Wednesday, January 14, 2015

Killing Tradescantia fluminensis

Update Jan 2018 - Probably a better way to stamp out Tradescantia fluminensis than those listed below is to do exactly that, stamp on it. I noticed a bit of this plant I'd left on the floor was dead after being there for quite a short time compared with some of the more difficult methods listed  below. So I stood on some as an experiment taking care to crush all the nodes (lumps in stem) from which the roots and leaves emerge using the bare heel of my foot on a hard floor, they make a distinct "crunch" sound when neutralized. It is easy to spot any node you've missed after a few days as the plant is not wilting around it (I aim for the nodes since they are the reproductive part, but did a small experiment crushing only the stem and crushing only the nodes on two separate sections of plant, both took similar times to die, nodes a little quicker). After a week with sun exposure it looked like this:

You may be able to see it is dead aside from the growing tips which died the next day. I suspect the growing tips are harder to kill because they are smaller so harder to crush, shoes might have helped. 

This is a moderately time consuming and labor-intensive method but seems faster and in the end more efficient than any of those tried below. Perhaps it might seem a little more romantic and attractive a task if compared to pressing grapes. 

I'm surprise at how long it took for me to think of this, perhaps this was because it involves me doing most of the work rather than 'the easy way" finding some invented "slave" or "servant" such as poison or technology to do the work for me (the modernist utopia).

It might also be possible to kill or weaken the plants where they are growing by crushing the nodes with pliers or the like.


Below are earlier experiments I probably won't be repeating now I've discovered stamping:
The following is the result of about 6 months of experimentation in organic, quick and simple ways of killing the incredibly resilient weed Tradescantia fluminensis (Wandering Willy, Wandering Jew) a serious pest here in Wellington, New Zealand. My aim was to find a way of killing the plant once it has been weeded/collected so that it can then be recycled back into the garden as compost or as mulch, this is not  an attempt to find an organic way of killing the plant on the ground where it grows.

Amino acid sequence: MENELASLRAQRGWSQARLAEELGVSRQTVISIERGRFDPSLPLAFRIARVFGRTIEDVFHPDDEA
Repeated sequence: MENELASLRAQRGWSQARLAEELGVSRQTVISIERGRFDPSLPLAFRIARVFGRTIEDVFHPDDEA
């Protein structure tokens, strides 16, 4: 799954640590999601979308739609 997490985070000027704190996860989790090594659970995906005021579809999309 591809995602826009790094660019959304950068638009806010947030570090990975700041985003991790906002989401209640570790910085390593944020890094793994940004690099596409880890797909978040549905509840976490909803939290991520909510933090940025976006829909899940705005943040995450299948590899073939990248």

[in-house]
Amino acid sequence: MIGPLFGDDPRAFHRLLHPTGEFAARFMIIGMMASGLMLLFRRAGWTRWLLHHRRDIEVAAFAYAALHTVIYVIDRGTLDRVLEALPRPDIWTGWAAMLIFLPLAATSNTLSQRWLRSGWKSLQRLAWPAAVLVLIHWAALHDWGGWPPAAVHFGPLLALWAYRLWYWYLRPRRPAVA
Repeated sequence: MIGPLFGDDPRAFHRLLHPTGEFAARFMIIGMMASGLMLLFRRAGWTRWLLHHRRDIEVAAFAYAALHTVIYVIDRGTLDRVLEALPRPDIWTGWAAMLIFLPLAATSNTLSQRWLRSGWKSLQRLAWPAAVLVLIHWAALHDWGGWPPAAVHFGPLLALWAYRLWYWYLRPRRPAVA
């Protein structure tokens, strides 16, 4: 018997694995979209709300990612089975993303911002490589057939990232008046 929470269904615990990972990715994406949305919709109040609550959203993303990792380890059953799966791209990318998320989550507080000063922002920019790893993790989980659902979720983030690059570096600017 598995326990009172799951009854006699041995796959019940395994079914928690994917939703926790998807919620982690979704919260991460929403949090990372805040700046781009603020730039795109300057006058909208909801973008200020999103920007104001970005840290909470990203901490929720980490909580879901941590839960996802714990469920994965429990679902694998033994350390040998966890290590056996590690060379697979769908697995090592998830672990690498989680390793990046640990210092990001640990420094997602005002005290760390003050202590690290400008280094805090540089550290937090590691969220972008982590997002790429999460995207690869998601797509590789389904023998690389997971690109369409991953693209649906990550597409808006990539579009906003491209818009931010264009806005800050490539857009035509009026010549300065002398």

The best method was found to be immersing the weed in a tub filled with a combination of worm castings from worm farms, the liquid produced from the worm farms, combined with up to 1/3 water (to make the solution go further). The Tradesantia is then weighed down so that it is totally submerged and left in the solution for 10 days, the solution being stirred every few days as it tends to settle. After 10 days the weed is laid out in the sun for 3 days, it is then completely dead in my experience.


1. Tradescantia fluminensis before treatment...the world's its oyster.

2. Tradescantia fluminensis placed in a large plastic tub filled with approx 1/3 worm castings, 1/3 liquid form worm farms 1/3 water stirred to become a thick dark mixture.  The less water the better.

3. Tradescantia fluminensis weighed down with brick so that it totally submerged.

4. Tradescantia submerged. So far this solution has not produced any notable smell, a consideration in urban areas . This was expected as worm farms are often kept indoors and usually produce no noticeable odour. 

5. Tradescantia left for at least 10 days, covered to protect from rain. Stirring from time to time was assumed to be necessary because solution settles becoming fairly clear near surface, I did not try not stirring it (you could experiment with shorter periods if in a hurry, I found after 5-7 days about 1% of plants survived, these could be put back in for another go since they like it so much).
6. Wandering Willy after removal from tub, the leaves are gone/dead but note the stems are still green. 

7. After 2-3 days in the sun the Tradescantia remains are completely dead. It seems to be necessary to keep the stems completely dry, in experiments some stems soaked in water for 10 minutes revived. In limited experiments drying indoors away from sunlight appears to be effective but takes much longer.


Use of Remains in Garden.
I have not yet experimented much with safety/appropriateness of using the resulting dry remains (presumably mainly carbon) directly in the garden. It is usually recommended worm castings should be added as a thin mulch in the garden (too much kills or weakens most plants) the same advice probably goes for this stuff , though I dried a reasonably thick layer of it out on top of other vegetation, it had no noticeable effect at all. I suppose a build-up of toxins over a long time might be possible if used over & over in same place, but it being washed away by rain seems just as likely.  

A compost heap is recommended in various places on the net as one of the few safe places to dispose of the liquid from worm farms. From this I'd infer putting the Tradescantia remains into the compost heap, especially in high rainfall areas, is probably fine.